Ohio Redistricting Commission approves new statehouse districts with bipartisan support

Credit: Avery Kreemer

Credit: Avery Kreemer

The Ohio Redistricting Commission unanimously approved new state legislative districts late Tuesday night after a week of public hearings and extended closed-door deliberations among the board’s five Republicans and two Democrats.

The final vote came in at 10:40 p.m. Tuesday after hours of private deliberations among commission members resulted in a slew of tweaks to the GOP-drawn working draft that had been unveiled six days prior.

In the Senate, the final maps create 23 Republican-favored districts (including three tossups within 2%) and 10 Democrat-favored districts (one tossup). On the House side, the map shakes out to 61 Republican-leaning districts (including three tossups) and 38 Democrat-favored districts (eight tossups).

Assuming each district elects their mathematically favored party, the maps would create an Ohio Senate that is 69.7% Republican and 30.3% Democrat and an Ohio House that is and 61.6% Republican and 38.4% Democrat.

The vote

The commission’s Democrats characterized their votes in favor of the maps as pragmatic and begrudging. Each used the occasion to advocate for constitutional reform to the state’s redistricting process, angling for a potential November 2024 amendment that would establish an independent citizen redistricting commission.

“We worked hard to find a compromise and it is illustrated by the amended maps that we have before us today, " said commission co-chair and Senate Minority Leader Nickie Antonio of Lakewood. “But, one of the things that has been made clear to me by the cycle of redistricting is that this process does not belong in our hands. Rather, the people should be choosing their representatives; unfortunately, right now, it’s the other way around. We have to do better.”

Republican co-chair and Ohio Auditor Keith Faber said that the current process “can work if the parties are intent on making it work.”

He said that there was a notable improvement in good-faith negotiations coming from the members of this commission in comparison to the commission he sat on in 2021 and 2022, which had five of its approved maps struck down by the Ohio Supreme Court.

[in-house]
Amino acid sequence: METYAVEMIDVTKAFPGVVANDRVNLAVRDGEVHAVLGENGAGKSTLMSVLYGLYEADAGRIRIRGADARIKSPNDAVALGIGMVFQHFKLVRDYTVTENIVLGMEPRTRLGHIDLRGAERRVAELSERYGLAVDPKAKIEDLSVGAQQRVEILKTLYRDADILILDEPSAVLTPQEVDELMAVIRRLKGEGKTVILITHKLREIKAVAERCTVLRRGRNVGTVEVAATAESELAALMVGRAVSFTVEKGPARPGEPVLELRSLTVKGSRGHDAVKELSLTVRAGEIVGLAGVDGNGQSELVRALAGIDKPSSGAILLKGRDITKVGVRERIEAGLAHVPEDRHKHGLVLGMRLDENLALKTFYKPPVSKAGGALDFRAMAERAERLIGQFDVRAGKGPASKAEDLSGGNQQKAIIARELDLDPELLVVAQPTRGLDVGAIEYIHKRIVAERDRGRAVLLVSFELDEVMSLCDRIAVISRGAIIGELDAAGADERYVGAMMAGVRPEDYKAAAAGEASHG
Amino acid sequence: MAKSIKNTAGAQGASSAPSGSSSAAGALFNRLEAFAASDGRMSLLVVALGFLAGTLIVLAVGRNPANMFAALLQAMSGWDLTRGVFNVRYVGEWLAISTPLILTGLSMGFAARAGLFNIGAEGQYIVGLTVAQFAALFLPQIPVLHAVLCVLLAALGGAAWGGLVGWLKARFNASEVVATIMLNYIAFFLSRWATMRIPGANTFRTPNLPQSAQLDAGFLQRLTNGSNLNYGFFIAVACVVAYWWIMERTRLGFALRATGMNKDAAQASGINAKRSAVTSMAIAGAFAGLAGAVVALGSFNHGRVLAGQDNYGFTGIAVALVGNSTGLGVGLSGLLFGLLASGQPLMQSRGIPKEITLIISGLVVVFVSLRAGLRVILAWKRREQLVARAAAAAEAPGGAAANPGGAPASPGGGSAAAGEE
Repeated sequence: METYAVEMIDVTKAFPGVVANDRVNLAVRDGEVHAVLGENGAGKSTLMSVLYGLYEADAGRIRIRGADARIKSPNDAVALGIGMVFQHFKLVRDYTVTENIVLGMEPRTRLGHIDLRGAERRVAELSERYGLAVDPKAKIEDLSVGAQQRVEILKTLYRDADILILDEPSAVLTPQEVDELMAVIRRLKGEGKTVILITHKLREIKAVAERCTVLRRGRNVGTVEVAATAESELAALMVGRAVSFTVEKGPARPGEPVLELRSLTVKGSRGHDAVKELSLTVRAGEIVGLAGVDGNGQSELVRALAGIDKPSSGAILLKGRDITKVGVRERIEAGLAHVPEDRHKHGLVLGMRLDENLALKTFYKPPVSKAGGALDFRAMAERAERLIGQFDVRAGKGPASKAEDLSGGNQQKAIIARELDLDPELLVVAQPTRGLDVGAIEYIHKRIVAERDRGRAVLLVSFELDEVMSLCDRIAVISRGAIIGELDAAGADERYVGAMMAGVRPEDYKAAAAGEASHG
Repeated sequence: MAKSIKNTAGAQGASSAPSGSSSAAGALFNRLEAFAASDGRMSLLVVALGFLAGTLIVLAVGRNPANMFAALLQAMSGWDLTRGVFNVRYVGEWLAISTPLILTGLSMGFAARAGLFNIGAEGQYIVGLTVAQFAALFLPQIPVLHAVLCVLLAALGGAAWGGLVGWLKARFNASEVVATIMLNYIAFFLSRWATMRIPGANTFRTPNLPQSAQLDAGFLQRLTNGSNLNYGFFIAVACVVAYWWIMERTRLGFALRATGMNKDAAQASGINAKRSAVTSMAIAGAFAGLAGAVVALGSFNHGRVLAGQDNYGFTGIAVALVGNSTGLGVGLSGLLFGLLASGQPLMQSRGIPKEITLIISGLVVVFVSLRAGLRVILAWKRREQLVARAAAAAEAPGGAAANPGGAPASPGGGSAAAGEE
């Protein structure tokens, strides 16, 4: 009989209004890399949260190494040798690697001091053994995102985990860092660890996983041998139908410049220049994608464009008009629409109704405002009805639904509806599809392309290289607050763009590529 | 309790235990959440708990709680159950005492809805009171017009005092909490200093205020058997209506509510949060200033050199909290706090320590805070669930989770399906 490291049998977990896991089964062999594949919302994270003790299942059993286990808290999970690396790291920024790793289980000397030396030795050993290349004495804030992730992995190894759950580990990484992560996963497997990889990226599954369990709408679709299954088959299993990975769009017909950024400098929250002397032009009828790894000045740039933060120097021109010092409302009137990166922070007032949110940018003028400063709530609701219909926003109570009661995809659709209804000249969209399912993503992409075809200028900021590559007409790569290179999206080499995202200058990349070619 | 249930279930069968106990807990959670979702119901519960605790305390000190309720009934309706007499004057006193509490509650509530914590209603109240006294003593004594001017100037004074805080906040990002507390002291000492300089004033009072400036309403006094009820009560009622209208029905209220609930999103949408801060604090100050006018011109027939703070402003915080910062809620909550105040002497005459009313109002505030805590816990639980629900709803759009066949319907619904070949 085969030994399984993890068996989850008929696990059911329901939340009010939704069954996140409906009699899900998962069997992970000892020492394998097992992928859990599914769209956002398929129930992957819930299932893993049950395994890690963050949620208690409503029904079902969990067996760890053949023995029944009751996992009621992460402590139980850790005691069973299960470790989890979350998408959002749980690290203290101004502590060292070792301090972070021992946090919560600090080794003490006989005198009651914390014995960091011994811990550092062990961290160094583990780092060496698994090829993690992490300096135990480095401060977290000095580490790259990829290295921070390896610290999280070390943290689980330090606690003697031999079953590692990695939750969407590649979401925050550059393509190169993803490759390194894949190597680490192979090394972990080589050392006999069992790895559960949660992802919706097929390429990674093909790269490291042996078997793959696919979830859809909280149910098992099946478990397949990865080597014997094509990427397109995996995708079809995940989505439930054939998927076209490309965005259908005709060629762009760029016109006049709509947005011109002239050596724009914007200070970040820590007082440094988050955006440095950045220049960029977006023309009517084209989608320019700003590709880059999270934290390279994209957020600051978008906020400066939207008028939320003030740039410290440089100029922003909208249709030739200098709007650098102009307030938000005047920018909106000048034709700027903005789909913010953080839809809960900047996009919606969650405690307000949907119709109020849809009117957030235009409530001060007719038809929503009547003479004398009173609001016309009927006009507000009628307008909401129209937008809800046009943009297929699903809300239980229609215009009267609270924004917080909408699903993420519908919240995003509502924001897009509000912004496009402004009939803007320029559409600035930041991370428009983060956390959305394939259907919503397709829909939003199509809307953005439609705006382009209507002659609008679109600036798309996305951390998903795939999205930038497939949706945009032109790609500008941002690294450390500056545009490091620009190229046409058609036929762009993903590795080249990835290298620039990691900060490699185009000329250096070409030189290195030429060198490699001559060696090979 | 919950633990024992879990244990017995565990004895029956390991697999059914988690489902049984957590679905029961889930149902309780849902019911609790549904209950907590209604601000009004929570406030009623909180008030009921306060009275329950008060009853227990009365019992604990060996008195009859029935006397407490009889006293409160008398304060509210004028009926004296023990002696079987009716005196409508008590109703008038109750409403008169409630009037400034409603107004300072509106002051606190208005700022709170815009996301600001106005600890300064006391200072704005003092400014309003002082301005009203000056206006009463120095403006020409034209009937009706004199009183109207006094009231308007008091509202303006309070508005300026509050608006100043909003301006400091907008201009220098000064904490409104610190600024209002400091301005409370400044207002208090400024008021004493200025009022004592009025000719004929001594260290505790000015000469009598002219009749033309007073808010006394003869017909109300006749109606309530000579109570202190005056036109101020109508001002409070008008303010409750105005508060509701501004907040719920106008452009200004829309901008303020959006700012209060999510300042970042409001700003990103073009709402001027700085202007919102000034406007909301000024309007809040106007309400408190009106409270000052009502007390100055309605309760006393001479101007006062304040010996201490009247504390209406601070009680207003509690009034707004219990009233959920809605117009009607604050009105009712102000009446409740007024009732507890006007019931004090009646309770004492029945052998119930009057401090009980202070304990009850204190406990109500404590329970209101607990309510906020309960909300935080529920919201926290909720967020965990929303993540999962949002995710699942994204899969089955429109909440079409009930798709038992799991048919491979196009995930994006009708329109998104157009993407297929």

Faber said he fully expects the new maps to be upheld by the court this time around.

“In the end, I think this map meets the constitutional tests. It certainly does what we indicated should be done; it allows people to be represented by people that share their values; it keeps communities together certainly where possible,” Faber said.

In the House, the maps give Democrats a chance to deny Republicans another super-majority in the next election. If Democrats win each of their tossups and flip the three Republican tossups, Republicans would hold 58.6% of the House and not have the coveted three-fifths party-line vote.

In the Senate, Antonio said the maps provide an opportunity for Democrats to nab 13 of the Senate’s 33 seats — not enough to dismantle a super-majority, but an improvement over the party’s current hold of seven seats.

Antonio and Faber said they expect the maps to be good until 2031, at which point the state will be required to update its districts to match new census data. However, there is potential that the maps might only last two years, depending on the Ohio Supreme Court’s interpretation of vague wording in the state constitution.

How we got here

This is the sixth time the state, through the commission, has drawn and approved Ohio House and Senate districts since the new census was completed and the first time that decision was agreed upon by Republicans and Democrats.

The previous five attempts were each struck down by the Ohio Supreme Court under Republican then-Chief Justice Maureen O’Connor, who joined the court’s Democrats in their judgment that the maps didn’t satisfy the redistricting requirements in the Ohio Constitution. O’Connor’s retirement is believed to have made the court less likely to strike down the commission’s maps moving forward.

The previous failed efforts led a federal court to temporarily instate a version of the struck-down maps in order to run the 2022 General Election, which elected half of the state’s Senate and the entirety of the state’s House.

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